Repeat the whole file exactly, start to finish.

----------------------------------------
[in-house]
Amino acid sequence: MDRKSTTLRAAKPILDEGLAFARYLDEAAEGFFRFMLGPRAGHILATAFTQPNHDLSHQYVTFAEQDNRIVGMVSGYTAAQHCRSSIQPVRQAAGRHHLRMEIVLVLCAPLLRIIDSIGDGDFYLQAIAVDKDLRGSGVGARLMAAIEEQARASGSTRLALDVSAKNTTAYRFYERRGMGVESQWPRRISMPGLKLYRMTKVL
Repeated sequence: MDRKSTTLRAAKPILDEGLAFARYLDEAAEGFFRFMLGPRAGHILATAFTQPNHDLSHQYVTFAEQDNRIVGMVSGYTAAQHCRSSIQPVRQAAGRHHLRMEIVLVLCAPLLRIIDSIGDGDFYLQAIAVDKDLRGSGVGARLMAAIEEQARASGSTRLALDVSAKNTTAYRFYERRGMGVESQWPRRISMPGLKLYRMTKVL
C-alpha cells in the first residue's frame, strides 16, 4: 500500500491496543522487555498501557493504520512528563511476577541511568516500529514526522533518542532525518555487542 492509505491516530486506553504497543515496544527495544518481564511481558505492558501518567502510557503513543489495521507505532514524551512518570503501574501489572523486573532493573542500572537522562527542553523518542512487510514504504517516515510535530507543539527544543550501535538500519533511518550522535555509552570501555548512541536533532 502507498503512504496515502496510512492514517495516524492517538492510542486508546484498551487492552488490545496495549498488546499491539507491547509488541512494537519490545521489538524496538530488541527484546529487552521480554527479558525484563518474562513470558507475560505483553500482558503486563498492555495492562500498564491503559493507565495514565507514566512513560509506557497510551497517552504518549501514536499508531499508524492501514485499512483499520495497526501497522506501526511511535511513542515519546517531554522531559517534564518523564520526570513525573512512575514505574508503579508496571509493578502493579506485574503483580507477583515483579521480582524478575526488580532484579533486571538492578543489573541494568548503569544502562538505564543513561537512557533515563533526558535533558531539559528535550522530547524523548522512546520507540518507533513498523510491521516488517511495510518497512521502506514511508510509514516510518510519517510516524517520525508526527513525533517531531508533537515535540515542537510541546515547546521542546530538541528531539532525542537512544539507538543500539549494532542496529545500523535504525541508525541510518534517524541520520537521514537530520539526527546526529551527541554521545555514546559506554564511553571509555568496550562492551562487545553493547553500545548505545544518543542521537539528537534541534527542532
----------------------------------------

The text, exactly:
[in-house]
Amino acid sequence: MDRKSTTLRAAKPILDEGLAFARYLDEAAEGFFRFMLGPRAGHILATAFTQPNHDLSHQYVTFAEQDNRIVGMVSGYTAAQHCRSSIQPVRQAAGRHHLRMEIVLVLCAPLLRIIDSIGDGDFYLQAIAVDKDLRGSGVGARLMAAIEEQARASGSTRLALDVSAKNTTAYRFYERRGMGVESQWPRRISMPGLKLYRMTKVL
Repeated sequence: MDRKSTTLRAAKPILDEGLAFARYLDEAAEGFFRFMLGPRAGHILATAFTQPNHDLSHQYVTFAEQDNRIVGMVSGYTAAQHCRSSIQPVRQAAGRHHLRMEIVLVLCAPLLRIIDSIGDGDFYLQAIAVDKDLRGSGVGARLMAAIEEQARASGSTRLALDVSAKNTTAYRFYERRGMGVESQWPRRISMPGLKLYRMTKVL
C-alpha cells in the first residue's frame, strides 16, 4: 500500500491496543522487555498501557493504520512528563511476577541511568516500529514526522533518542532525518555487542 492509505491516530486506553504497543515496544527495544518481564511481558505492558501518567502510557503513543489495521507505532514524551512518570503501574501489572523486573532493573542500572537522562527542553523518542512487510514504504517516515510535530507543539527544543550501535538500519533511518550522535555509552570501555548512541536533532 502507498503512504496515502496510512492514517495516524492517538492510542486508546484498551487492552488490545496495549498488546499491539507491547509488541512494537519490545521489538524496538530488541527484546529487552521480554527479558525484563518474562513470558507475560505483553500482558503486563498492555495492562500498564491503559493507565495514565507514566512513560509506557497510551497517552504518549501514536499508531499508524492501514485499512483499520495497526501497522506501526511511535511513542515519546517531554522531559517534564518523564520526570513525573512512575514505574508503579508496571509493578502493579506485574503483580507477583515483579521480582524478575526488580532484579533486571538492578543489573541494568548503569544502562538505564543513561537512557533515563533526558535533558531539559528535550522530547524523548522512546520507540518507533513498523510491521516488517511495510518497512521502506514511508510509514516510518510519517510516524517520525508526527513525533517531531508533537515535540515542537510541546515547546521542546530538541528531539532525542537512544539507538543500539549494532542496529545500523535504525541508525541510518534517524541520520537521514537530520539526527546526529551527541554521545555514546559506554564511553571509555568496550562492551562487545553493547553500545548505545544518543542521537539528537534541534527542532